A Tisbury resident is suing Stop & Shop over injuries sustained in the Edgartown store’s parking lot, as a result of alleged “negligent, reckless, and careless” maintenance of the grounds.
The complaint, filed with the Dukes County Superior Court earlier this month, claims that upon exiting the Upper Main Street supermarket on the evening of Sept. 10, Kathleen Phillips struggled to push her shopping cart over a walkway in what she describes as a dimly lit parking lot, resulting in a serious fall.
In the court filing, Phillips’ attorney claims that for the past three years, Stop & Shop Supermarket Co. has largely failed to address degradation of its parking area, which is a violation of the state’s building code and local bylaws.
“The surface of the parking lot included brick pavers that were in disrepair, being both deteriorated and missing,” the complaint argues. Stop & Shop “knew or should have known of the danger associated with the brick pavers.”
The place where the plaintiff fell in the parking lot was an accessible route, the complaint says. According to the Massachusetts Architectural Access Board Rules and Regulations, commercial parking areas must be “free of obstructions, providing a smooth and level surface to pass over.”
Specifically, “walkways shall have continuous common surfaces, not interrupted by steps or changes in level greater than ¼ inch.”
Per the state codes, “all buildings and structures and all parts thereof, both existing and new, and all systems and equipment therein which are regulated by this code shall be maintained in a safe, operable, and sanitary condition. All service equipment, means of egress, devices, and safeguards which are required in a building or structure, or which were required by a previous statue in a building or structure, when erected, altered, or repaired, shall be maintained in good working order.”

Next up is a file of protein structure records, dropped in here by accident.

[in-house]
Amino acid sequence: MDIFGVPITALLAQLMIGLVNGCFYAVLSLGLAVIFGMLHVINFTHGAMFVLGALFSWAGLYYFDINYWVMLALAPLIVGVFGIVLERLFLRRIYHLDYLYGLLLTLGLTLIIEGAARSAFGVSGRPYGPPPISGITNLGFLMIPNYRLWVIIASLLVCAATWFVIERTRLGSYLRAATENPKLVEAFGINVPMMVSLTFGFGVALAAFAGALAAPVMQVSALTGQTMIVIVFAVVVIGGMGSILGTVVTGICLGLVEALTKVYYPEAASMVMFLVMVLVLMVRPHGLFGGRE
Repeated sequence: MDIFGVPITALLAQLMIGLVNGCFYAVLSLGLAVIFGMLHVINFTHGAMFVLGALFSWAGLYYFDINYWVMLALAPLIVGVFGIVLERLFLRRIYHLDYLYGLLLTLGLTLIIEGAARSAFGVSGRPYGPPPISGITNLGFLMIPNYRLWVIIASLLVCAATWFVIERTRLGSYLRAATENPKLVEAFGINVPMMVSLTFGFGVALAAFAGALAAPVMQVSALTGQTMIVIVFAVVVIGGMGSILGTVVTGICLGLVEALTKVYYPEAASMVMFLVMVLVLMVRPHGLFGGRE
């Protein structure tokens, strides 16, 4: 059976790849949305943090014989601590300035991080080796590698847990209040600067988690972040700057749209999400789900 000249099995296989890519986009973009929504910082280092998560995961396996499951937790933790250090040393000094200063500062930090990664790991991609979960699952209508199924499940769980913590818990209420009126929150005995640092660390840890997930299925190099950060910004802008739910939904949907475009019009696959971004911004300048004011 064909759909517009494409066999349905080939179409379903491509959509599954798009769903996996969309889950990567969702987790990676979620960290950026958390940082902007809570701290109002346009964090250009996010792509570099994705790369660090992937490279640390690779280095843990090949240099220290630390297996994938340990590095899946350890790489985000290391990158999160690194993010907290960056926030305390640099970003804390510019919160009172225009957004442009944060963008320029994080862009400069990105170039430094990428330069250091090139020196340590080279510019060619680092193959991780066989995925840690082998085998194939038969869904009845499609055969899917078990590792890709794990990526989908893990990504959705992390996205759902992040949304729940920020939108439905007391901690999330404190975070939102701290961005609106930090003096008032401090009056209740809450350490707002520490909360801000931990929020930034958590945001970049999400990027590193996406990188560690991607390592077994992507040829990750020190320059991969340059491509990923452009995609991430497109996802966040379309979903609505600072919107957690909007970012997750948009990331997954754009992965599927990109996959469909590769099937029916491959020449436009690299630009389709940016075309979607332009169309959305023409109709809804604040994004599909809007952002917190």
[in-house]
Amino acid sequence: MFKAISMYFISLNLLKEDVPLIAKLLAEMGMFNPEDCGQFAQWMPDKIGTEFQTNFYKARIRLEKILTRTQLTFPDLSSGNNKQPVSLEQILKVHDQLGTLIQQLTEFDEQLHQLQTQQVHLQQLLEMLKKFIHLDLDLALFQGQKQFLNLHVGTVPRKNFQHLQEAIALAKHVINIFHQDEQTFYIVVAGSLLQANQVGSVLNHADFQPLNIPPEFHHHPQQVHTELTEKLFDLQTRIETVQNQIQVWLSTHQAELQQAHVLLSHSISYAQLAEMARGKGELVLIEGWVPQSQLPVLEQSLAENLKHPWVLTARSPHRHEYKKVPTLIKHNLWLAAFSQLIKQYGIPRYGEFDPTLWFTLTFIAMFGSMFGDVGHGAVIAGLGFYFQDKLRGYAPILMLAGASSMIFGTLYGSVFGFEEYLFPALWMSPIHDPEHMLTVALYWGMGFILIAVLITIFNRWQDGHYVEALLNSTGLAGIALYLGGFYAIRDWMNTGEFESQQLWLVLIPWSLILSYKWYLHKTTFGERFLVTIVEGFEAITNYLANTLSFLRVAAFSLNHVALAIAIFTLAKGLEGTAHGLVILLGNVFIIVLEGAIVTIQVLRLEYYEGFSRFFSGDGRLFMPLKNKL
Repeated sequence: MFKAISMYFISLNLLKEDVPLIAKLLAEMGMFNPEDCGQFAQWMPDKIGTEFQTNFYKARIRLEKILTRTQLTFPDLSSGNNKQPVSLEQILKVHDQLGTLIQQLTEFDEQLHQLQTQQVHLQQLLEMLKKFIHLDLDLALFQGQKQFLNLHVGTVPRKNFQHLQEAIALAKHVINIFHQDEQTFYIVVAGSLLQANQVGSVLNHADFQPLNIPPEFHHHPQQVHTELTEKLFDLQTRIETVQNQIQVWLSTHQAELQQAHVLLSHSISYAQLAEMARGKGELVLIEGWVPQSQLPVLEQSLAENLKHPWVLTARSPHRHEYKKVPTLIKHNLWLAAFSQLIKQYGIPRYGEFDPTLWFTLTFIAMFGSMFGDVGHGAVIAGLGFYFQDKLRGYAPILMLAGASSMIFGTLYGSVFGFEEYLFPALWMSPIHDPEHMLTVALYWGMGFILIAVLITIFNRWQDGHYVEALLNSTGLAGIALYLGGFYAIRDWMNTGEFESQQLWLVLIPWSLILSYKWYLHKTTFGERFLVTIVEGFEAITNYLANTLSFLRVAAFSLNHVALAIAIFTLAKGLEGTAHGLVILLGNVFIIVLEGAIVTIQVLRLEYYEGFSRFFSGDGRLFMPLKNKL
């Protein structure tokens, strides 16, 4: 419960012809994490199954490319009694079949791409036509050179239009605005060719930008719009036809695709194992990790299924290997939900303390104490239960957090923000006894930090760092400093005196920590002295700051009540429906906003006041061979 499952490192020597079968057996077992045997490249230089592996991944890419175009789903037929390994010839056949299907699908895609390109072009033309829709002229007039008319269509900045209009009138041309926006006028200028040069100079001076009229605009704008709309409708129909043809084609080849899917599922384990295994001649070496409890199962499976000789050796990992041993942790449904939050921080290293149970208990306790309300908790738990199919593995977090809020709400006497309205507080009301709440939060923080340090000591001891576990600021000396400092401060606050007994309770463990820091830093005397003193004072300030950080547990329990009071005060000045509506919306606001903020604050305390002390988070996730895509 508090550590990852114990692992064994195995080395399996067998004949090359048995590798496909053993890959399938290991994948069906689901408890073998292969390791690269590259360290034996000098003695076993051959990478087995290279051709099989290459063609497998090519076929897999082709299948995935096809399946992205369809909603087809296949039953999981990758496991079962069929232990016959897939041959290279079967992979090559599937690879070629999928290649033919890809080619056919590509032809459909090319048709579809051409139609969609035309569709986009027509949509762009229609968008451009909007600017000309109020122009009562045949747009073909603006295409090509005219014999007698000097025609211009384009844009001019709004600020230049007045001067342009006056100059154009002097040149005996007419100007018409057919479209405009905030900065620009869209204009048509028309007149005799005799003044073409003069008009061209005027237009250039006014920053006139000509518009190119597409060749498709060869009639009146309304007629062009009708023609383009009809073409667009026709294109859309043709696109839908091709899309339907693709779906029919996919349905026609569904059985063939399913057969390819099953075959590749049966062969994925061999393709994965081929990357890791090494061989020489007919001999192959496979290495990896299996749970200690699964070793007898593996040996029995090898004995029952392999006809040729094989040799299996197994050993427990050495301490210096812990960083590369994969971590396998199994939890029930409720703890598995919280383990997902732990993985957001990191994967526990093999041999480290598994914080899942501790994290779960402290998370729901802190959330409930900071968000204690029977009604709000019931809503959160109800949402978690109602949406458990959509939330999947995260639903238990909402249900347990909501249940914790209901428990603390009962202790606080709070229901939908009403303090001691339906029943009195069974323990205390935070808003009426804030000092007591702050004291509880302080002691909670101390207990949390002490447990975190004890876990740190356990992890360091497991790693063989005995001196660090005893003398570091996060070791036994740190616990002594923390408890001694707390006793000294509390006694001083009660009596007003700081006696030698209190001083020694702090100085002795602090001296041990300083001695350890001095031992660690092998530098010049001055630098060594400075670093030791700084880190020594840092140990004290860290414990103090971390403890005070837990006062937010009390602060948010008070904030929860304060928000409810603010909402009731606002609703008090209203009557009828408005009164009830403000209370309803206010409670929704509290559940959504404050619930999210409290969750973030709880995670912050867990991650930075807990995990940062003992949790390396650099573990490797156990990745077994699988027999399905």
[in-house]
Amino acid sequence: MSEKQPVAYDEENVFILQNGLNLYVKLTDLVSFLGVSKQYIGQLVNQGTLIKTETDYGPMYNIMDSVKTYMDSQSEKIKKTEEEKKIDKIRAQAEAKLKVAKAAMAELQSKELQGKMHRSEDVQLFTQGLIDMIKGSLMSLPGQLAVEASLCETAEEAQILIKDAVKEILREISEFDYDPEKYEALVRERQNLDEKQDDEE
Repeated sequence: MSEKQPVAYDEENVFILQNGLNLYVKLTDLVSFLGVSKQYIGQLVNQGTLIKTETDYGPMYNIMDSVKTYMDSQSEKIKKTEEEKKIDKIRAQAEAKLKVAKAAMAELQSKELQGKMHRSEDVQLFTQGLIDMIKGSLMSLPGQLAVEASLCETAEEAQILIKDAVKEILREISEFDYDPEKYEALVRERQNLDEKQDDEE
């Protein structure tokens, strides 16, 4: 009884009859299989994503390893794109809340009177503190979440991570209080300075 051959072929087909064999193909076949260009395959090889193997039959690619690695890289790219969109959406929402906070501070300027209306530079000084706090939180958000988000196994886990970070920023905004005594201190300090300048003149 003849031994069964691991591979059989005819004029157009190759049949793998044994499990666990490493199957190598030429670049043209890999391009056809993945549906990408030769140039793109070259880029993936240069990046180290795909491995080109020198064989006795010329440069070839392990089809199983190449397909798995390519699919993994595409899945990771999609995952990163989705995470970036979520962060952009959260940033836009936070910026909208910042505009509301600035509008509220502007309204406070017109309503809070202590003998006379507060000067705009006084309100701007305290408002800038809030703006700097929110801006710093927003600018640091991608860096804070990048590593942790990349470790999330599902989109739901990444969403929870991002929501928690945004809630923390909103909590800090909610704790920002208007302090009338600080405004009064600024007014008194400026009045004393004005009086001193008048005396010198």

Additionally, Edgartown bylaws state “all required parking areas, except those serving residential premises, shall be dustless, durable, composed of an all-weather surface, designed to adequately handle drainage, and designed to prevent dust, erosion, water accumulation, and unsightly conditions.”
In addition to violating state and town rules, the complaint claims that Stop & Shop failed to be in compliance after having been ordered by the Edgartown planning board to repair the deteriorating areas of the parking lot.
According to April 7, 2020, meeting minutes, the town’s planning board approved a special permit for the supermarket’s proposed construction of a temporary outdoor display for various garden products. That approval was contingent upon outdoor surfaces being regularly checked and properly maintained, replacement of any missing bricks, and immediate repair of potholes on the property.
The planning board also ordered that “all sidewalks shall be cleaned daily and properly maintained on a regular basis,” along with maintaining “the brick walkway between the two parking areas near the front door wide enough to accommodate wheelchairs, shopping carts, and strollers in two directions, keeping it free of shopping carts and bicycles.”
Phillips alleges that as a result of Stop & Shop’s failure to adequately maintain the parking lot, she sustained “severe and permanent” bodily injury, preventing her from attending to her usual affairs.
She is now seeking reimbursement for medical expenses incurred, and has filed a demand for a jury trial.
Stop & Shop has not yet responded to the complaint in court. Company legal representatives did not immediately respond for comment.